House Passes Historic Sportsman/Conservation Legislation

by Jim Shepherd

It seems appropriate on the 237th anniversary of Paul Revere's ride that we announce the House of Representatives' passage of a huge block of legislation known as the Sportsman's Heritage Act of 2012.

H.R. 4089 is actually the compilation of four bills, all designed to protect and enhance opportunities for recreational hunting, fishing and shooting:

H.R. 1558 amends the Toxic Substances Control Act (TSCA) to prevent this (and future) administrations from using the Environmental Protection Agency to eliminate the rights of hunters, shooters and anglers to use "traditional ammunition and fishing tackle". In essence, the bill clarifies the EPA's lack of authority when it comes to regulating, shot, bullets, and other ammunition components or sport fishing components.

H.R. 3440 the "Recreational Shooting Protection Act" prevents a ban on recreational shooting on BLM lands nationwide. Further, it directs the BLM to manage national monument land in a way that "supports, promotes, and enhances recreational shooting.

H.R. 2834 the "Recreational Fishing and Hunting Heritage and Opportunities Act recognizes the rightful place of recreational hunting, fishing and shooting on Federal lands; it supports Executive Order 13443, directs Federal land management agencies to facilitate the expansion and enhancement of hunting on Federal lands; ensures sound scientific management of wildlife and habitat; establishes an "open unless closed" policy for recreational hunting, fishing and shooting on lands managed by the US Forest Service and the BLM.

The fourth bill, H.R. 991, amends the Marine Mammal Protection Act by authorizing the Secretary of the Interior to issue importation permits to hunters for polar bear trophies taken before the polar bear was designated as threatened.

An amendment clarifying that the protection given hunting and fishing in wilderness areas is not intended to permit motorized recreation or mineral extraction was also passed. Three other amendments, opposed on the grounds they would "gut" the pro-sportsmen legislation, were pretty soundly defeated.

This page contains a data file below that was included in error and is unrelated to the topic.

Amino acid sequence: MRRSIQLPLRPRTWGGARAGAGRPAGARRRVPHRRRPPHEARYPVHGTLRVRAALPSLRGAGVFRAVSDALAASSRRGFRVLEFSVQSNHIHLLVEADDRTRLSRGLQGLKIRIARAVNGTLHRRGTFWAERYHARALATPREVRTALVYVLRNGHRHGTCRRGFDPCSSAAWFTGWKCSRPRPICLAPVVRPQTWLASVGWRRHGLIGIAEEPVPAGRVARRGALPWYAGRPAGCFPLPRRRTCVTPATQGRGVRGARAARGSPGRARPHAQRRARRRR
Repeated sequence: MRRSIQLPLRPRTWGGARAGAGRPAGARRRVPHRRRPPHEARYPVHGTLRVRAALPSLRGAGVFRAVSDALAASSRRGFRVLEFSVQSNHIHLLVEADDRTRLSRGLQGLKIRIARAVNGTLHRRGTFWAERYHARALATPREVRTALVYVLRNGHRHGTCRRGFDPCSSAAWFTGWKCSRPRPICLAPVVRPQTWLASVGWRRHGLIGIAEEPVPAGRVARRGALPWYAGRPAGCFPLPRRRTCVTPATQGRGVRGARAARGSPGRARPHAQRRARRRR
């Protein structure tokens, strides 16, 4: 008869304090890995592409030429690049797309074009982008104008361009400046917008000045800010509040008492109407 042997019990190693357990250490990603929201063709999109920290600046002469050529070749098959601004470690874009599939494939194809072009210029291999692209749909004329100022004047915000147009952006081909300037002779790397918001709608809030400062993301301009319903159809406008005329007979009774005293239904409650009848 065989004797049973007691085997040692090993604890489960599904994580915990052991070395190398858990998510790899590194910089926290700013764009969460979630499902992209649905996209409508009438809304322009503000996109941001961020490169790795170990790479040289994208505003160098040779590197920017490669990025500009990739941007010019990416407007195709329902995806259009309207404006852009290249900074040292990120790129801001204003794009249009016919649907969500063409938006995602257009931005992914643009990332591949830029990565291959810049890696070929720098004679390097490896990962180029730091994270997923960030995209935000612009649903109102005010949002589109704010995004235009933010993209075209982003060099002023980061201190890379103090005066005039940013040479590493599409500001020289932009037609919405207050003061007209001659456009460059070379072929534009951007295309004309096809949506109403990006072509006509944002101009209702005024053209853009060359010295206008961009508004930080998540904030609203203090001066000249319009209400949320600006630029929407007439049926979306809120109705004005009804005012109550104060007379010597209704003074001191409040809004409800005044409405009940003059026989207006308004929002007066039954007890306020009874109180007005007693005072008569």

Yesterday, the a coalition of more than thirty outdoor organizations was doing everything possible to mobilize their constituents to let Congress know the Sportsman's Heritage Act of 2012 was important.

Today, they're celebrating the 274 to 146 passage, despite it having been pretty much a partisan vote. Members of the non-partisan Congressional Sportsmen's Caucus, responsible for much of the legislation, however, are celebrating across party lines.

"I think it is important to recognize the contributions that sportsmen make to protect our nation's most precious resources," said CSC co-chair Congressman Jeff Miller (R-FL), "We must remain ever diligent to ensure the rights of sportsmen...H.R. 4089 will be able to address some of the most pressing concerns the outdoor community faces."
CSC Co-Chair Mike Ross says the passage is the "product of the coordinated efforts of the bipartisan Congressional Sportsmen's Caucus."

CSF President Jeff Crane simply calls the passage "unprecedented".

Others from a coalition of more than 30 outdoor groups are also offering congratulations. Lawrence G. Keane, the NSSF's Senior VP and General Counsel joined in the congratulatory chorus, praising Miller for "protecting and preserving America's hunting and shooting heritage."

SCI President Kevin Anderson says that, "by passing this legislation, Congress has helped protect our hunting heritage for the future outdoorsmen and women."

"H.R. 4089 is a significant step for hunters and recreational shooters in our country," says Chris W. Cox, executive director for NRA's Institute for Legislative Action. "This bill prevents the Obama administration from eliminating the right of hunters and shooters to use traditional ammunition. We must expand and enhance hunting and shooting on Federal lands to ensure that hunting is accessible to all - and this bill does just that."

"H.R. 4089 spells out in plain language that hunting, fishing and recreational shooting are legitimate uses of federal public lands, said U.S. Sportsmen's Alliance president and CEO Bud Pidgeon, and that these lands are open, as a matter of law, to these traditional activities."

Pidgeon also said the legislation makes it "crystal clear that the U.S. EPA does not have the authority to restrict American's choices of ammunition and fishing tackle."

Republished from The Outdoor Wire.

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